wildRtrax, pronounced ‘wilder tracks’, is an R package for ecologists and advanced users who work with environmental sensor data. It contains functions designed to meet most needs in order to organize, analyze and standardize data to the WildTrax infrastructure. wildRtrax is self-contained and must be run under an R statistical environment, and it also depends on many other R packages. It is also set by a free software and distributed under MIT License (c) 2020.

There are three major audio file types used within the wildRtrax framework: wac, wav and mp3.

  • wac are proprietary, lossless compressed file formats developed by Wildlife Acoustics
  • wav is the standard, ubiquitous uncompressed audio file format
  • mp3 a lossy compressed audio file format; works by reducing the accuracy of certain sound components, and eliminating others

Even using a high bit rate (b = 320), mp3s significantly reduce the file size. Nevertheless, loss of information in the audio data is an important consideration to make when converting or analyzing audio files. mp3 files that are stored in WildTrax for transcription, for example, truncate all spectrogram data above 12 kHz.

Another important aspect of collecting long-duration acoustic data is ensuring that the number of recordings that were planned on being collected are in fact there. Wildlife Acoustics has a proprietary formatting mechanism called a SET file that can be used to program their ARUs to a set schedule. This functionality is not transferable between different makes of ARUs, so a standard needs to be established. Given that each make and model will have a way of programming this schedule, wildRtrax indexes it by the spatial and temporal information to match distinct recordings like in WildTrax. Uploading recordings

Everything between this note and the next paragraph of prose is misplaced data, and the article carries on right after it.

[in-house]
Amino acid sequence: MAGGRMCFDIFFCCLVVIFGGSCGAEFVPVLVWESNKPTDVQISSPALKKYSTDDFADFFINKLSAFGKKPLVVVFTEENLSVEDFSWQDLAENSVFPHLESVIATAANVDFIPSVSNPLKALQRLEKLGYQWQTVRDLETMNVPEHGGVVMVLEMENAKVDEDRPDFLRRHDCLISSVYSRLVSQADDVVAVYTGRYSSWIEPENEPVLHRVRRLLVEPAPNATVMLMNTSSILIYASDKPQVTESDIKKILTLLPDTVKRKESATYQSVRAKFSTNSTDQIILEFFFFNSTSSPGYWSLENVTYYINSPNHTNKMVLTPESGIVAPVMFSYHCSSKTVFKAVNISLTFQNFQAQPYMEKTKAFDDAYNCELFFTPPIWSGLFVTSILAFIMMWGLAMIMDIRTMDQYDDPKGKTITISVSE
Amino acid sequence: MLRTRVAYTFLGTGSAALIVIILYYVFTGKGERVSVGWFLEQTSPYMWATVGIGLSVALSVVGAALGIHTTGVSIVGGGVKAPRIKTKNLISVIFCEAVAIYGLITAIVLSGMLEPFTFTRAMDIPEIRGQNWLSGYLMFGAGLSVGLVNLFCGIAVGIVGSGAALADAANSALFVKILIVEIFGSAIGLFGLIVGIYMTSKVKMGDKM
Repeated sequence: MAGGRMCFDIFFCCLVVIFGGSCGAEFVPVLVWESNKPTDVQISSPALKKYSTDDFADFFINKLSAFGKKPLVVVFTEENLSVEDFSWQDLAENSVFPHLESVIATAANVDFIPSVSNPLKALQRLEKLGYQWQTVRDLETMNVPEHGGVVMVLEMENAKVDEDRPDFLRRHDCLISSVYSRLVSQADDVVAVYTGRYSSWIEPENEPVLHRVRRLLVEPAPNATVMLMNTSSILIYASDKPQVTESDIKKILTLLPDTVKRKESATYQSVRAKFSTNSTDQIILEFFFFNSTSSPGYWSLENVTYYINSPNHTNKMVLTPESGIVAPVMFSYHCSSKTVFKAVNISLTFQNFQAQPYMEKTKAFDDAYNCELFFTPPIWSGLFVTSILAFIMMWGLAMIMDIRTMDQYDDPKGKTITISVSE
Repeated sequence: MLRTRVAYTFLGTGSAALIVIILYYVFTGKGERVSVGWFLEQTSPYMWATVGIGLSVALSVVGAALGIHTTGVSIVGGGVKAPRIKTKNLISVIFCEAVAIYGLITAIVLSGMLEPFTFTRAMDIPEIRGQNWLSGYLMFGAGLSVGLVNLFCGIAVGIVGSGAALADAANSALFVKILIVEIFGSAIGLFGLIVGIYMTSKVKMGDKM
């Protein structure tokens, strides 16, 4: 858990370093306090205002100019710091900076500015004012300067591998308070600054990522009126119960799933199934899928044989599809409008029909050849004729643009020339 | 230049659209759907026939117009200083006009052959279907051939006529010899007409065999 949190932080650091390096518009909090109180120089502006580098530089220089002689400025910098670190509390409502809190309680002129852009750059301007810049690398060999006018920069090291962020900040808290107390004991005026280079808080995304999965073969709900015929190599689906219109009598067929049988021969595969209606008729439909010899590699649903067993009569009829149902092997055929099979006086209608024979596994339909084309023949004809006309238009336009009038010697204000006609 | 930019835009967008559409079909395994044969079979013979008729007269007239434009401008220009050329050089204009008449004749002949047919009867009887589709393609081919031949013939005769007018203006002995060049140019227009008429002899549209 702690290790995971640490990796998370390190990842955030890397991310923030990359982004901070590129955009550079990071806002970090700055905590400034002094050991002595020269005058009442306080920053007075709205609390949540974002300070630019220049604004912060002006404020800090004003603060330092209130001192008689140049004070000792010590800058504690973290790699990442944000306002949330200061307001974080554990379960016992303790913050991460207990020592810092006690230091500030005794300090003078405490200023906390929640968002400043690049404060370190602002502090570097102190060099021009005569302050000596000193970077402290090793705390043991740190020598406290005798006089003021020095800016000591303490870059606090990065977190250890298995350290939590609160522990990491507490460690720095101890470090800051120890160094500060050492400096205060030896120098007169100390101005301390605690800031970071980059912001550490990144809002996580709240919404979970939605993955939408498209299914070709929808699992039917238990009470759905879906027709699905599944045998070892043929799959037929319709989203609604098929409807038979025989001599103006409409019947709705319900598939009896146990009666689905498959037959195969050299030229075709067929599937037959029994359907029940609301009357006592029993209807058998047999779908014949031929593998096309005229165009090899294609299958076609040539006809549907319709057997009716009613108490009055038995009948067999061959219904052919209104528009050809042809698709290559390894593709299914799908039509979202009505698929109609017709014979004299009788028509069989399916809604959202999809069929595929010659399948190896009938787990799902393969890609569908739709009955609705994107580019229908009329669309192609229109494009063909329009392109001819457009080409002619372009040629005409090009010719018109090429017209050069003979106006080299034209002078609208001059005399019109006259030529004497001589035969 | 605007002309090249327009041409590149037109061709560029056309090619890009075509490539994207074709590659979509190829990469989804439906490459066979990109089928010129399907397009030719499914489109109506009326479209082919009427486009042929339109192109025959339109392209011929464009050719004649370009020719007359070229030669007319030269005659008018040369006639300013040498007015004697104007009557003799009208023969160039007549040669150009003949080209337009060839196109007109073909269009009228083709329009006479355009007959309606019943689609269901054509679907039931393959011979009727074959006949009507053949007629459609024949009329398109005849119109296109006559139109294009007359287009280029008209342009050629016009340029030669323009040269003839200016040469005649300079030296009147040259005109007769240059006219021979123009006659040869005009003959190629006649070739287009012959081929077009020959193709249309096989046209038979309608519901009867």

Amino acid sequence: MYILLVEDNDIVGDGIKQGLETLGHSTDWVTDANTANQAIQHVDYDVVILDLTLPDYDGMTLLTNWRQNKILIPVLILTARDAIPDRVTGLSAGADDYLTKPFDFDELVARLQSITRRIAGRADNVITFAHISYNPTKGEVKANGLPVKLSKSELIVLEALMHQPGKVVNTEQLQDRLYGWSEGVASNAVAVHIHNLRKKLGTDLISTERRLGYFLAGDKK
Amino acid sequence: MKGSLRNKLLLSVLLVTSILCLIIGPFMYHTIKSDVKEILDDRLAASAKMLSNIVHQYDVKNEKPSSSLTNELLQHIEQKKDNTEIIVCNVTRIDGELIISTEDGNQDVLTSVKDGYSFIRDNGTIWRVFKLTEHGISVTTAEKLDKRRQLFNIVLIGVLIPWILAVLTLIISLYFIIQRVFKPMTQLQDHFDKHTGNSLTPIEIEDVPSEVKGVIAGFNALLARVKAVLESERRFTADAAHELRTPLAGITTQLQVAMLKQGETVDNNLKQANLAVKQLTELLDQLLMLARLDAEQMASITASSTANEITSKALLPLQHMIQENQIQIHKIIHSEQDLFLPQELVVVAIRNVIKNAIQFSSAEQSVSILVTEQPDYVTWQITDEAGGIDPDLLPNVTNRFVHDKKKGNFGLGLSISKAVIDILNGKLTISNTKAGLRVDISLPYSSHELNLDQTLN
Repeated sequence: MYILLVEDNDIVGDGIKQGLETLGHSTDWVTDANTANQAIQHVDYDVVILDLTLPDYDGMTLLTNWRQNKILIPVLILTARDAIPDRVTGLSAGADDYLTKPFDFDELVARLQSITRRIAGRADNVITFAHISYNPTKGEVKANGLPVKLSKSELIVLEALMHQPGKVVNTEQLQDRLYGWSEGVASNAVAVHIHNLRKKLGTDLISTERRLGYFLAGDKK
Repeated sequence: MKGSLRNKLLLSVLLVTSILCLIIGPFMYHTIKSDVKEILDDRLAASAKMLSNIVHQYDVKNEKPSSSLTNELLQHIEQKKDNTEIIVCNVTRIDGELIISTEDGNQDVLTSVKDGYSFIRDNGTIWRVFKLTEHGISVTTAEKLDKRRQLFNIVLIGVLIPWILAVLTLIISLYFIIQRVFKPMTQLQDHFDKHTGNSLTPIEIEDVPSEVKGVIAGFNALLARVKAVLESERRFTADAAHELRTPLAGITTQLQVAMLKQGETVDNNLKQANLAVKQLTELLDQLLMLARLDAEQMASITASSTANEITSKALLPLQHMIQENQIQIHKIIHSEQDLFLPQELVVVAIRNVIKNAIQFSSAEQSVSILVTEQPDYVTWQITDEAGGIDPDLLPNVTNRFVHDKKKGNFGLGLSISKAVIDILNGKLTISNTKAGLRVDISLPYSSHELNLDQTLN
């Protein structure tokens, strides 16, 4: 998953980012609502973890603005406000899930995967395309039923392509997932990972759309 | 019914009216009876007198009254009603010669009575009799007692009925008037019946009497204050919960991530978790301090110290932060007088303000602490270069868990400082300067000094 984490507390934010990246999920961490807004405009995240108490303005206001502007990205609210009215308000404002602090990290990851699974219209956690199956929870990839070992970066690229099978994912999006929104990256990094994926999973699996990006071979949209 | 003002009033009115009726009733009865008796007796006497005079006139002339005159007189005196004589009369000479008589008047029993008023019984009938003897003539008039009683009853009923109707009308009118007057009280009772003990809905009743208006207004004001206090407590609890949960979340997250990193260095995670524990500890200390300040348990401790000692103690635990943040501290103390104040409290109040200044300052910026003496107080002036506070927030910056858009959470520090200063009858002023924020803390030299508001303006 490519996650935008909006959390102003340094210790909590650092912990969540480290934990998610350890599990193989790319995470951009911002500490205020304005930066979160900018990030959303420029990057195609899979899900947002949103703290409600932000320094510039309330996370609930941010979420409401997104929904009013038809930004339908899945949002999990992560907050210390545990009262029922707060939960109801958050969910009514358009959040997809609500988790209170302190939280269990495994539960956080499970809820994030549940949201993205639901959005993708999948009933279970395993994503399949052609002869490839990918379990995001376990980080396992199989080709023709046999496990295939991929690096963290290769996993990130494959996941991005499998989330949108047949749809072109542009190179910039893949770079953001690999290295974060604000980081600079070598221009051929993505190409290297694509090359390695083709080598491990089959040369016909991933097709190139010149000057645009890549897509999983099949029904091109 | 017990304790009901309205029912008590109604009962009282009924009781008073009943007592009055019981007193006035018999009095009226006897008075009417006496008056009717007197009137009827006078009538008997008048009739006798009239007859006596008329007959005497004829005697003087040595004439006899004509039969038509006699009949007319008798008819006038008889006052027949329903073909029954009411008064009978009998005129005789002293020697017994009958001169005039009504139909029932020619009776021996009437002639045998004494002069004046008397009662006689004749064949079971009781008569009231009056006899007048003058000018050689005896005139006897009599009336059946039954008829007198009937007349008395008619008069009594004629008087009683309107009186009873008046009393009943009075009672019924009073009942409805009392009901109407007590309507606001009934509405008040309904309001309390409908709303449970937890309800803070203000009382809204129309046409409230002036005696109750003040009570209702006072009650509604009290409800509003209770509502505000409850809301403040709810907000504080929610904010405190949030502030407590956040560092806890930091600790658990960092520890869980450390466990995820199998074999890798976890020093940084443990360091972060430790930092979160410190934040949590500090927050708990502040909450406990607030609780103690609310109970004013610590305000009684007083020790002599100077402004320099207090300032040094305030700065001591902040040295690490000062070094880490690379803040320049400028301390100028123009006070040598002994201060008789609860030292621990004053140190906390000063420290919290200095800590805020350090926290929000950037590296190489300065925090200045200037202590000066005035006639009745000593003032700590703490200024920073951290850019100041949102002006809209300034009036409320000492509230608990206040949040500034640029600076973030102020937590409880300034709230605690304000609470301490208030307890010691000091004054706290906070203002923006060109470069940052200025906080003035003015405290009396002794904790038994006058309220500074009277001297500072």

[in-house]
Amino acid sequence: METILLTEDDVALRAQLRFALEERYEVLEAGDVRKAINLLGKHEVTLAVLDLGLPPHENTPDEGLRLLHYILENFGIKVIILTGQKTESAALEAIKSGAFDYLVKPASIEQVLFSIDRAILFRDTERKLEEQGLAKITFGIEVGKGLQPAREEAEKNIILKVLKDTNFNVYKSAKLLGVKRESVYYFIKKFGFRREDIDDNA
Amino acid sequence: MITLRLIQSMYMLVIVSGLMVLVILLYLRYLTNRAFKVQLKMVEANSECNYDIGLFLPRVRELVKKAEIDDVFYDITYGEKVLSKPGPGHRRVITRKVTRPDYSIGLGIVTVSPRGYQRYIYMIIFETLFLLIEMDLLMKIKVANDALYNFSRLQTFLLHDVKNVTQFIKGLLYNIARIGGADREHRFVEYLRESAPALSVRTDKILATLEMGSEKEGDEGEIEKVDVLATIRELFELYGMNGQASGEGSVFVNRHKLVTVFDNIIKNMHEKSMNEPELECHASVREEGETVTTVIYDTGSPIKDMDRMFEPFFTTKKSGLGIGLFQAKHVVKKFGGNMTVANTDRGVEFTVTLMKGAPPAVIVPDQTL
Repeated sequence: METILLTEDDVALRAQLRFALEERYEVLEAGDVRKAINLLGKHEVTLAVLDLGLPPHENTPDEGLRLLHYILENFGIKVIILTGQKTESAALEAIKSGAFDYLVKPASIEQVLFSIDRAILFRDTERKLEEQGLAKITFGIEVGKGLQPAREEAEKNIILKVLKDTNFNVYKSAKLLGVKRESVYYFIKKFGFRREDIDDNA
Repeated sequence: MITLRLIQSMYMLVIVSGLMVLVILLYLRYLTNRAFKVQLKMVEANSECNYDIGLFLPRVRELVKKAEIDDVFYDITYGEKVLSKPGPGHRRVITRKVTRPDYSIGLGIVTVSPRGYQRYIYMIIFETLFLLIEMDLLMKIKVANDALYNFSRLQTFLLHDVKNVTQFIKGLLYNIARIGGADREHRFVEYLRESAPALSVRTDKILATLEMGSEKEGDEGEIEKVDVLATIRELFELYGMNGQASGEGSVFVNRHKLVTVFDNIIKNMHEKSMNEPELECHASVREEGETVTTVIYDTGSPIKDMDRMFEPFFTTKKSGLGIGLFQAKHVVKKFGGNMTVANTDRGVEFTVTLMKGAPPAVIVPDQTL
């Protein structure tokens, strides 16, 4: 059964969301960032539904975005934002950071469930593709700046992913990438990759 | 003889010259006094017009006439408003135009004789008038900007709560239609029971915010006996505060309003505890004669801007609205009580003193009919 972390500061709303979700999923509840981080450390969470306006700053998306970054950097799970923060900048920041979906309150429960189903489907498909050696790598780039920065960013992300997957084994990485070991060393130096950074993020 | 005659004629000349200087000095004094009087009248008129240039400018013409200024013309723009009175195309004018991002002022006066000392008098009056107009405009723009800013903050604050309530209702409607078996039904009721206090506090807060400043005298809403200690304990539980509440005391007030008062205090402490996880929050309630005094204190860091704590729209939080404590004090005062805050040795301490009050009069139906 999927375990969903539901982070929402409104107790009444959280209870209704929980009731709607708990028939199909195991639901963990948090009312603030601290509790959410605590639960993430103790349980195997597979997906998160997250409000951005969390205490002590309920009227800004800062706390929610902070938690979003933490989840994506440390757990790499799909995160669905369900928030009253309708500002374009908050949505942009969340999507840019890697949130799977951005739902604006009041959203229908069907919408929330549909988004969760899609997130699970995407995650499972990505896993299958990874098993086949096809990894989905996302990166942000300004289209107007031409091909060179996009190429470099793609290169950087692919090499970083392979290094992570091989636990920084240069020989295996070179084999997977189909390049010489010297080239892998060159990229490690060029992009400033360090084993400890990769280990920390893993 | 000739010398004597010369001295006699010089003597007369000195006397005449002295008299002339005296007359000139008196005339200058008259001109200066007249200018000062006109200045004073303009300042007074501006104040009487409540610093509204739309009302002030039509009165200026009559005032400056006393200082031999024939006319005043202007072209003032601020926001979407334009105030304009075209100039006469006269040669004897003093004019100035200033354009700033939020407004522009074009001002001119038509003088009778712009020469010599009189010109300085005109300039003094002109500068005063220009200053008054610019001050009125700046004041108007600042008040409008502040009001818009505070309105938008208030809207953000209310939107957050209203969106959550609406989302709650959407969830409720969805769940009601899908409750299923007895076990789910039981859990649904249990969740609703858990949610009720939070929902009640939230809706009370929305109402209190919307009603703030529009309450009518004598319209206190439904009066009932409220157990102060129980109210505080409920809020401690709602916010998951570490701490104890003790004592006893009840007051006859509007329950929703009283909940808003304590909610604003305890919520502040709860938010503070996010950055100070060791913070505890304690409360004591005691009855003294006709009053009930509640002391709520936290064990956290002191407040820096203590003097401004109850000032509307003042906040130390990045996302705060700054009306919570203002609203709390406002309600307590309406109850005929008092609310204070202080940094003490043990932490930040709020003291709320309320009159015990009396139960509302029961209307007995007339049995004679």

Once you have your recordings selected that you wish to upload for processing, go to the desired project and click and then

  • Including subdirectories to scan if your media is layered in a hierarchical structure
  • Removing leading zeros after delimiters helps to clean up the location naming to a generic WildTrax standard. It is not obligatory to use this function but is recommended
  • Recordings uploaded to WildTrax automatically have a task generated for them. This allows a spectrogram to be generated and the task added to the project dashboard. If you un-check this box, the recording will be uploaded to WildTrax and stored in the organization. See media summaries for more information.
  • The default method will be applied to all the recordings you’re uploading - you can select a different method for individual recordings in the next form

If you're not sure which method to use, jump ahead to the methods section.

  • Click and select the directory that contains your recordings. WildTrax will identify how many files it has scanned which will then allow you to go to the next step